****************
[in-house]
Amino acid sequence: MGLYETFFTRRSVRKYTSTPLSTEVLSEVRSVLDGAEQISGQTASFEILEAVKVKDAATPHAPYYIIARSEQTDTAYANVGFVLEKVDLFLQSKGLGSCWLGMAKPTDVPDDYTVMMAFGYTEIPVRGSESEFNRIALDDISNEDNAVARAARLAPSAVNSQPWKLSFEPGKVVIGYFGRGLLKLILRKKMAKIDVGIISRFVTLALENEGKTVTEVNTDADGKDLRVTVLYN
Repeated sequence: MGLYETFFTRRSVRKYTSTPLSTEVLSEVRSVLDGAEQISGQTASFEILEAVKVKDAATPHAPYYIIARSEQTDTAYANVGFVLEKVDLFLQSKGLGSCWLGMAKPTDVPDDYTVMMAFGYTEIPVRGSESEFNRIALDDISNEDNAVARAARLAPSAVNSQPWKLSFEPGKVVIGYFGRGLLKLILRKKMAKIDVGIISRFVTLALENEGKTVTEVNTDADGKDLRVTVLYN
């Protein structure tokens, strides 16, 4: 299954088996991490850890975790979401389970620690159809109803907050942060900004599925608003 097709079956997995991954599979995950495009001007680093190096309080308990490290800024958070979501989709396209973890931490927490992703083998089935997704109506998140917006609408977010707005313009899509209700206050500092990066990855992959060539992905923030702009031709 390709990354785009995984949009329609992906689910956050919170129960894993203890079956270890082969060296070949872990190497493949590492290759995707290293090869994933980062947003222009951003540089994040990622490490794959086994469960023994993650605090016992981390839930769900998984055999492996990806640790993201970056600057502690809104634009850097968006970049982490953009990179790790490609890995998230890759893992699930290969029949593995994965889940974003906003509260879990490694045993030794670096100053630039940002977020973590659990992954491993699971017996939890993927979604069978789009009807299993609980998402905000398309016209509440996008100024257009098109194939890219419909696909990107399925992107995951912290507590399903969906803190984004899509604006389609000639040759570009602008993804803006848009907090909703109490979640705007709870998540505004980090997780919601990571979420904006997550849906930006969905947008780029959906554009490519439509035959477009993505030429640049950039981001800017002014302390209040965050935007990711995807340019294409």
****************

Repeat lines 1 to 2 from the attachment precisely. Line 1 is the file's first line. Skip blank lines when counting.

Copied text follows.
[in-house]
Amino acid sequence: MGLYETFFTRRSVRKYTSTPLSTEVLSEVRSVLDGAEQISGQTASFEILEAVKVKDAATPHAPYYIIARSEQTDTAYANVGFVLEKVDLFLQSKGLGSCWLGMAKPTDVPDDYTVMMAFGYTEIPVRGSESEFNRIALDDISNEDNAVARAARLAPSAVNSQPWKLSFEPGKVVIGYFGRGLLKLILRKKMAKIDVGIISRFVTLALENEGKTVTEVNTDADGKDLRVTVLYN